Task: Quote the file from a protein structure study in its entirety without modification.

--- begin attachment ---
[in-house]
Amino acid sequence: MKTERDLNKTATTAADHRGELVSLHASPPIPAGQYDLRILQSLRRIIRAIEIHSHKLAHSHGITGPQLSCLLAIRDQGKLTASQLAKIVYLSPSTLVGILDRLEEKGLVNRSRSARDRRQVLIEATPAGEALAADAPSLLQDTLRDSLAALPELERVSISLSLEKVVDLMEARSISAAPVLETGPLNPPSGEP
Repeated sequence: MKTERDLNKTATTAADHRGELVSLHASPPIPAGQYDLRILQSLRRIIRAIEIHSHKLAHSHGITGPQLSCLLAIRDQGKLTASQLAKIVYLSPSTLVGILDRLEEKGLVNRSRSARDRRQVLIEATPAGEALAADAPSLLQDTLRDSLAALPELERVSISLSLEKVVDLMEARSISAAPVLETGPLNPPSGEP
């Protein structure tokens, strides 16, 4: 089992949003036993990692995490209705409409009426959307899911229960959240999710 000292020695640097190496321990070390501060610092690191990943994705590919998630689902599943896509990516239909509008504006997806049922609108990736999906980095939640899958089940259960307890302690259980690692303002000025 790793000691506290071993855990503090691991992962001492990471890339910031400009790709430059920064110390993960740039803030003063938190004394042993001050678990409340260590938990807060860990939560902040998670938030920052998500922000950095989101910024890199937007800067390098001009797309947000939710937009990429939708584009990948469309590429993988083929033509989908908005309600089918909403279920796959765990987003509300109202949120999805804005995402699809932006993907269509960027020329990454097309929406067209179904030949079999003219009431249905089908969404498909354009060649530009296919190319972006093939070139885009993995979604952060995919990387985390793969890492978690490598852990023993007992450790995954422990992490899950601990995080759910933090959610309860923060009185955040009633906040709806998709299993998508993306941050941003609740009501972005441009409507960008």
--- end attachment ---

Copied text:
[in-house]
Amino acid sequence: MKTERDLNKTATTAADHRGELVSLHASPPIPAGQYDLRILQSLRRIIRAIEIHSHKLAHSHGITGPQLSCLLAIRDQGKLTASQLAKIVYLSPSTLVGILDRLEEKGLVNRSRSARDRRQVLIEATPAGEALAADAPSLLQDTLRDSLAALPELERVSISLSLEKVVDLMEARSISAAPVLETGPLNPPSGEP
Repeated sequence: MKTERDLNKTATTAADHRGELVSLHASPPIPAGQYDLRILQSLRRIIRAIEIHSHKLAHSHGITGPQLSCLLAIRDQGKLTASQLAKIVYLSPSTLVGILDRLEEKGLVNRSRSARDRRQVLIEATPAGEALAADAPSLLQDTLRDSLAALPELERVSISLSLEKVVDLMEARSISAAPVLETGPLNPPSGEP
């Protein structure tokens, strides 16, 4: 089992949003036993990692995490209705409409009426959307899911229960959240999710 000292020695640097190496321990070390501060610092690191990943994705590919998630689902599943896509990516239909509008504006997806049922609108990736999906980095939640899958089940259960307890302690259980690692303002000025 790793000691506290071993855990503090691991992962001492990471890339910031400009790709430059920064110390993960740039803030003063938190004394042993001050678990409340260590938990807060860990939560902040998670938030920052998500922000950095989101910024890199937007800067390098001009797309947000939710937009990429939708584009990948469309590429993988083929033509989908908005309600089918909403279920796959765990987003509300109202949120999805804005995402699809932006993907269509960027020329990454097309929406067209179904030949079999003219009431249905089908969404498909354009060649530009296919190319972006093939070139885009993995979604952060995919990387985390793969890492978690490598852990023993007992450790995954422990992490899950601990995080759910933090959610309860923060009185955040009633906040709806998709299993998508993306941050941003609740009501972005441009409507960008």